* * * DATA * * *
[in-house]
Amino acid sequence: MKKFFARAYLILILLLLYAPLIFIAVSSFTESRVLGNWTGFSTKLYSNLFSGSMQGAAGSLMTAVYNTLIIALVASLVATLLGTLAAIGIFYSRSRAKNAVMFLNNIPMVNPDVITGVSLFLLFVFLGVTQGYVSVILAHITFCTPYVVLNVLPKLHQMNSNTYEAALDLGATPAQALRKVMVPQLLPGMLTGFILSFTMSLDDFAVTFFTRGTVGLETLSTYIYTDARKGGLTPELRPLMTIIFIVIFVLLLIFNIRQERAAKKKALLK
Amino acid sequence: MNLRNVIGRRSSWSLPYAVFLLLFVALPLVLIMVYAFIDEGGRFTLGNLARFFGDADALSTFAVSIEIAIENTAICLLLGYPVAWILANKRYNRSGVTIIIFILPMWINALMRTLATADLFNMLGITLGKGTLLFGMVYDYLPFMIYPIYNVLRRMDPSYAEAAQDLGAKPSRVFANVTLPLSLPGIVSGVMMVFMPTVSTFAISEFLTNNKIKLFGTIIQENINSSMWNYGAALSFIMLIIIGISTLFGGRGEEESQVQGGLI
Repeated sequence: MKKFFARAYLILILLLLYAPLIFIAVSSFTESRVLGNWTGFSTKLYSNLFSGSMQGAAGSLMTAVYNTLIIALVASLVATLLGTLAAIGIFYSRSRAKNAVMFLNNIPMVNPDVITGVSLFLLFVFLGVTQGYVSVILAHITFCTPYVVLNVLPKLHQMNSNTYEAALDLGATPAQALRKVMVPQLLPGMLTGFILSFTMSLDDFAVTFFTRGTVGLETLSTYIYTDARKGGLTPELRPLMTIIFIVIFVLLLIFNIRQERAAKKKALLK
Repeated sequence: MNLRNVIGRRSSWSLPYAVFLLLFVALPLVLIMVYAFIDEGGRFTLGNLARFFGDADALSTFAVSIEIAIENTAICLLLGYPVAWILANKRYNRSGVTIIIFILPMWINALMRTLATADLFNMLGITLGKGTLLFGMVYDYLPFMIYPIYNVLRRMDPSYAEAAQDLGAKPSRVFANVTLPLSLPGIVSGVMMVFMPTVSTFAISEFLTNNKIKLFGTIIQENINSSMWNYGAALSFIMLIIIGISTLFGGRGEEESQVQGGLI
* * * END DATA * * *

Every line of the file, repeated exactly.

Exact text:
[in-house]
Amino acid sequence: MKKFFARAYLILILLLLYAPLIFIAVSSFTESRVLGNWTGFSTKLYSNLFSGSMQGAAGSLMTAVYNTLIIALVASLVATLLGTLAAIGIFYSRSRAKNAVMFLNNIPMVNPDVITGVSLFLLFVFLGVTQGYVSVILAHITFCTPYVVLNVLPKLHQMNSNTYEAALDLGATPAQALRKVMVPQLLPGMLTGFILSFTMSLDDFAVTFFTRGTVGLETLSTYIYTDARKGGLTPELRPLMTIIFIVIFVLLLIFNIRQERAAKKKALLK
Amino acid sequence: MNLRNVIGRRSSWSLPYAVFLLLFVALPLVLIMVYAFIDEGGRFTLGNLARFFGDADALSTFAVSIEIAIENTAICLLLGYPVAWILANKRYNRSGVTIIIFILPMWINALMRTLATADLFNMLGITLGKGTLLFGMVYDYLPFMIYPIYNVLRRMDPSYAEAAQDLGAKPSRVFANVTLPLSLPGIVSGVMMVFMPTVSTFAISEFLTNNKIKLFGTIIQENINSSMWNYGAALSFIMLIIIGISTLFGGRGEEESQVQGGLI
Repeated sequence: MKKFFARAYLILILLLLYAPLIFIAVSSFTESRVLGNWTGFSTKLYSNLFSGSMQGAAGSLMTAVYNTLIIALVASLVATLLGTLAAIGIFYSRSRAKNAVMFLNNIPMVNPDVITGVSLFLLFVFLGVTQGYVSVILAHITFCTPYVVLNVLPKLHQMNSNTYEAALDLGATPAQALRKVMVPQLLPGMLTGFILSFTMSLDDFAVTFFTRGTVGLETLSTYIYTDARKGGLTPELRPLMTIIFIVIFVLLLIFNIRQERAAKKKALLK
Repeated sequence: MNLRNVIGRRSSWSLPYAVFLLLFVALPLVLIMVYAFIDEGGRFTLGNLARFFGDADALSTFAVSIEIAIENTAICLLLGYPVAWILANKRYNRSGVTIIIFILPMWINALMRTLATADLFNMLGITLGKGTLLFGMVYDYLPFMIYPIYNVLRRMDPSYAEAAQDLGAKPSRVFANVTLPLSLPGIVSGVMMVFMPTVSTFAISEFLTNNKIKLFGTIIQENINSSMWNYGAALSFIMLIIIGISTLFGGRGEEESQVQGGLI